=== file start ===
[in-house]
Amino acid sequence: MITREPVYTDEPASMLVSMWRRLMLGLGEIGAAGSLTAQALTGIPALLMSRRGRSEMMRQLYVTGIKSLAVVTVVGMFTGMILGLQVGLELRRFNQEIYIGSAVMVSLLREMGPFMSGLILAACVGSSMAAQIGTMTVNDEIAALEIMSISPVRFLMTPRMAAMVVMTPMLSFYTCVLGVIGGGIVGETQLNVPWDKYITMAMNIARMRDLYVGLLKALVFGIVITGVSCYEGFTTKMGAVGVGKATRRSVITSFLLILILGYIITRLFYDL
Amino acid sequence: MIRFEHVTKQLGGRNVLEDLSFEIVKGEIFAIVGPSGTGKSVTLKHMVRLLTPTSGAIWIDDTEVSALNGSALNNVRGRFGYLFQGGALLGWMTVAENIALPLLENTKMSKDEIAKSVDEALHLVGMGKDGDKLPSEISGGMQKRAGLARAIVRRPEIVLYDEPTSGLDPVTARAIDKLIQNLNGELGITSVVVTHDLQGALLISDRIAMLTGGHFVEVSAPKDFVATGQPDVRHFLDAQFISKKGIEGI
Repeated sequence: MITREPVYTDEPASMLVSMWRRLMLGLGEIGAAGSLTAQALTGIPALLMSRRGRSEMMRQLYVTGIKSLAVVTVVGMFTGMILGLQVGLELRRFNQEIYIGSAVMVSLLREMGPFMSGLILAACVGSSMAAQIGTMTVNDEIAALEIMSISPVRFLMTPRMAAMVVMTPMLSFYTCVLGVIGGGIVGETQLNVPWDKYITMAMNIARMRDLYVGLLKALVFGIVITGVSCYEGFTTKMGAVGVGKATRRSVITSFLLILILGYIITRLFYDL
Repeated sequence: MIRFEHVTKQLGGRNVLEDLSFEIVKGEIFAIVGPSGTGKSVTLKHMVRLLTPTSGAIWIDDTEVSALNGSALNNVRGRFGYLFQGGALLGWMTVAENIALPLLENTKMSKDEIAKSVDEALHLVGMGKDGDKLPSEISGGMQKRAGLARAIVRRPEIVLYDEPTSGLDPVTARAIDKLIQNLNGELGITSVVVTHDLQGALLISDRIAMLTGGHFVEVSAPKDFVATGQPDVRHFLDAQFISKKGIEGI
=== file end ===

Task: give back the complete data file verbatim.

[in-house]
Amino acid sequence: MITREPVYTDEPASMLVSMWRRLMLGLGEIGAAGSLTAQALTGIPALLMSRRGRSEMMRQLYVTGIKSLAVVTVVGMFTGMILGLQVGLELRRFNQEIYIGSAVMVSLLREMGPFMSGLILAACVGSSMAAQIGTMTVNDEIAALEIMSISPVRFLMTPRMAAMVVMTPMLSFYTCVLGVIGGGIVGETQLNVPWDKYITMAMNIARMRDLYVGLLKALVFGIVITGVSCYEGFTTKMGAVGVGKATRRSVITSFLLILILGYIITRLFYDL
Amino acid sequence: MIRFEHVTKQLGGRNVLEDLSFEIVKGEIFAIVGPSGTGKSVTLKHMVRLLTPTSGAIWIDDTEVSALNGSALNNVRGRFGYLFQGGALLGWMTVAENIALPLLENTKMSKDEIAKSVDEALHLVGMGKDGDKLPSEISGGMQKRAGLARAIVRRPEIVLYDEPTSGLDPVTARAIDKLIQNLNGELGITSVVVTHDLQGALLISDRIAMLTGGHFVEVSAPKDFVATGQPDVRHFLDAQFISKKGIEGI
Repeated sequence: MITREPVYTDEPASMLVSMWRRLMLGLGEIGAAGSLTAQALTGIPALLMSRRGRSEMMRQLYVTGIKSLAVVTVVGMFTGMILGLQVGLELRRFNQEIYIGSAVMVSLLREMGPFMSGLILAACVGSSMAAQIGTMTVNDEIAALEIMSISPVRFLMTPRMAAMVVMTPMLSFYTCVLGVIGGGIVGETQLNVPWDKYITMAMNIARMRDLYVGLLKALVFGIVITGVSCYEGFTTKMGAVGVGKATRRSVITSFLLILILGYIITRLFYDL
Repeated sequence: MIRFEHVTKQLGGRNVLEDLSFEIVKGEIFAIVGPSGTGKSVTLKHMVRLLTPTSGAIWIDDTEVSALNGSALNNVRGRFGYLFQGGALLGWMTVAENIALPLLENTKMSKDEIAKSVDEALHLVGMGKDGDKLPSEISGGMQKRAGLARAIVRRPEIVLYDEPTSGLDPVTARAIDKLIQNLNGELGITSVVVTHDLQGALLISDRIAMLTGGHFVEVSAPKDFVATGQPDVRHFLDAQFISKKGIEGI